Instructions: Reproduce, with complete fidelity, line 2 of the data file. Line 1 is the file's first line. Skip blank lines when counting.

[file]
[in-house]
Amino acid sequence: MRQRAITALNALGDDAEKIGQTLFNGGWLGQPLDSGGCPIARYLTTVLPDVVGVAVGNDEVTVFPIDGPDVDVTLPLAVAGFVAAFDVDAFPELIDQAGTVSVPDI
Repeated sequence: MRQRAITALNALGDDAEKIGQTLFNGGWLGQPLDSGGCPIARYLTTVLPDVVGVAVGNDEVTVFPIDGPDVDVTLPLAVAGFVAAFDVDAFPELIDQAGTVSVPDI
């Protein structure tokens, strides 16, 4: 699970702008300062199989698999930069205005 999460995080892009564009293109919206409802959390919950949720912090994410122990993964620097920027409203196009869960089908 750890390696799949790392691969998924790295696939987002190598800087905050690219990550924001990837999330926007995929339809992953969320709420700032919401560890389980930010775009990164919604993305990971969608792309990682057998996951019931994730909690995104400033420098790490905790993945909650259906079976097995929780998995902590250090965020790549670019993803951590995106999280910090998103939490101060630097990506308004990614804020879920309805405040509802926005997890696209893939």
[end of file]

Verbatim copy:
Amino acid sequence: MRQRAITALNALGDDAEKIGQTLFNGGWLGQPLDSGGCPIARYLTTVLPDVVGVAVGNDEVTVFPIDGPDVDVTLPLAVAGFVAAFDVDAFPELIDQAGTVSVPDI